NI man ‘killed his wife on boating holiday because he was unwilling to accept she might divorce him’, court is told

A man accused of murdering his wife during a boating holiday on Lough Erne killed her because he was unwilling to accept that she may divorce him, a court has heard.

Tuesday, 27th April 2021, 5:13 pm
Stephen McKinney has gone on trial accused of murdering his wife

The body of 35-year-old Lu Na McKinney was found in the water close to a jetty at Devenish Island in County Fermanagh in April 2017.

Her husband Stephen McKinney, 44, from Castletown Square in Fintona, claims she drowned in a tragic accident.

At this beginning of his murder trial yesterday, prosecuting QC Richard Weir claimed what happened was “no tragic boating accident”.

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The trial heard that his wife’s body was recovered from the water within 40 minutes of her husband raising the alarm.

Police reports indicated the weather that night was good, with very little wind, occasional cloud cover and a full moon.

The prosecutor further claimed in the wake of his wife’s tragic death McKinney gave conflicting accounts to police, authorities, family and friends as to how she came to be in the lough, after she had allegedly went to secure the mooring ropes on their cruiser.

Mr Weir claimed the evidence would show that it was Mr McKinney who “caused Lu Na to be in the water”.

Mr Weir said the couple had lived a number of years in China and had returned only a year earlier to set up home in Co Donegal with Mrs McKinney working in a number of local restraunts.

The lawyer said the Manor House cruiser was the second the family had hired from the Killadeas marina in Fermanagh that April and prior to sailing were given comprehensive instructions and safety demonstrations on its operation.

The first cruise was in a smaller vessel, but the second was for three nights, commencing on April 12, 2017, and before setting off McKinney was advised to moor at the east jetty by Devenish Island.

Mr Weir said there were two emergency 999 calls made by Mr McKinney shortly after 1am the following morning, claiming his wife had “just ended up in the water”.

Initially he was recorded telling the emergency operator his wife had fallen into the water after she’d gone to check on the mooring ropes having complained the boat was moving.

When asked how she fell into the water, Mr McKinney replied: “I don’t know she just ended up in the water”, and that he jumped into the lough after her.

“I was in the water looking for her, trying to, I was trying to keep her, I was trying to keep her up. I got hold of her, but she went down and I tried to pull her back up.

“I tried to pull her back up and she went down,” then added: “And she pulled me down”.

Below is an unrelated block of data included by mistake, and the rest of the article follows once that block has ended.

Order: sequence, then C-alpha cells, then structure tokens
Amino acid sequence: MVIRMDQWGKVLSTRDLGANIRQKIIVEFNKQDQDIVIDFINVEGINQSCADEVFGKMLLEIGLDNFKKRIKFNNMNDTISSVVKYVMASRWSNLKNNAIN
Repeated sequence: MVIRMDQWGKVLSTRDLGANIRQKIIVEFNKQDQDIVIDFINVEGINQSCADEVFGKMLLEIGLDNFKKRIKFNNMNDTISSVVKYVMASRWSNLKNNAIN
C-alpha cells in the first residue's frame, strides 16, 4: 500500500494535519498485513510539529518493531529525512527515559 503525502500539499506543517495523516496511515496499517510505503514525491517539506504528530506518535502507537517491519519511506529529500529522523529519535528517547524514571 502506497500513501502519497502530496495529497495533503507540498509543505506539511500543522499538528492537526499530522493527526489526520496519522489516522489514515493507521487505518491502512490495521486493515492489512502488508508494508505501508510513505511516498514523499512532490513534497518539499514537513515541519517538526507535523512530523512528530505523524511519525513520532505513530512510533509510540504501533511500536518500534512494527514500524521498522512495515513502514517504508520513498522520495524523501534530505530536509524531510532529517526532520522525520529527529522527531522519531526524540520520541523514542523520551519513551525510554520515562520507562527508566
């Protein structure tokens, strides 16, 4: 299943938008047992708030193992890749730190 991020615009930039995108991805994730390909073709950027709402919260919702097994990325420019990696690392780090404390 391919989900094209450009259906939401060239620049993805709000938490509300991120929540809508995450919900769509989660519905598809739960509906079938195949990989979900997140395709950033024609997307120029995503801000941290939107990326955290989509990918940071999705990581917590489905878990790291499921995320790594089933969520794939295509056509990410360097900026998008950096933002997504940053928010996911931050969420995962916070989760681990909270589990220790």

Mr Weir said Mr McKinney was told to remain on the cruiser, get something warm to wear, and to put on the boat lights and await the arrival of the police.

The lawyer said when he spotted the lights of the approaching police launch, Mr McKinney was heard saying: “Oh Lu Na, oh Lu Na. I see my wife”.

The court heard it had taken police approximately 40 minutes from their Enniskillen base to reach the McKinney cruiser and that Mrs McKinney’s body was pulled from the lough by a police officer using a boat hook and immediately attempts were made to revive her.

Counsel further claimed during the journey to the hospital and afterwards, Mr McKinney told police his wife had complained the mooring ropes were loose, and despite his assurances, she wanted to check them.

Then outside the hospital treatment room Mr McKinney said he’d “tried my best to save her ... she can’t swim”, that he heard “a splash and I heard ‘help’ and I jumped in.... I had hold of her trying to pull her up.

“I had a hold of her .. at the the boat ... she kept pulling me down ... I tried my best but I’m not a good swimmer”.

Later when told his wife was dead, Mr McKinney allegedly revealed they had argued over the mooring ropes, and when they went out onto the jetty to check them .... “I heard her shout. I went to help”.

Mr Weir claimed Mr McKinney later told his wife’s friends that she ‘had slipped and fell into the water’ .. that he heard a splash and went outside and that Luna was not wearing a life jacket, “as it would not feel pretty”.

Counsel said in a follow-up search of the cruiser police recovered the perscription drug Zopiclone, a sleeping type tablet which in this instance was allegedly obtained by Mr McKinney online.

The court heard the drug could lead to despressions, while also effecting balance and coordination and drowsiness and that the amount found in her system was more than the normal theropeutic dose.

In conclusion Mr Weir told the jury: “We say this is a controlling man, who tired of his wife but was not prepared to accept she might divorce him with all the consequences that would have.

“This is not a tragic boating accident, we say he caused Lu Na to be in the water.... that he killed his wife”.

The trial, expected to last up to 10 weeks and hear evidence from up 70 witnesses continues today.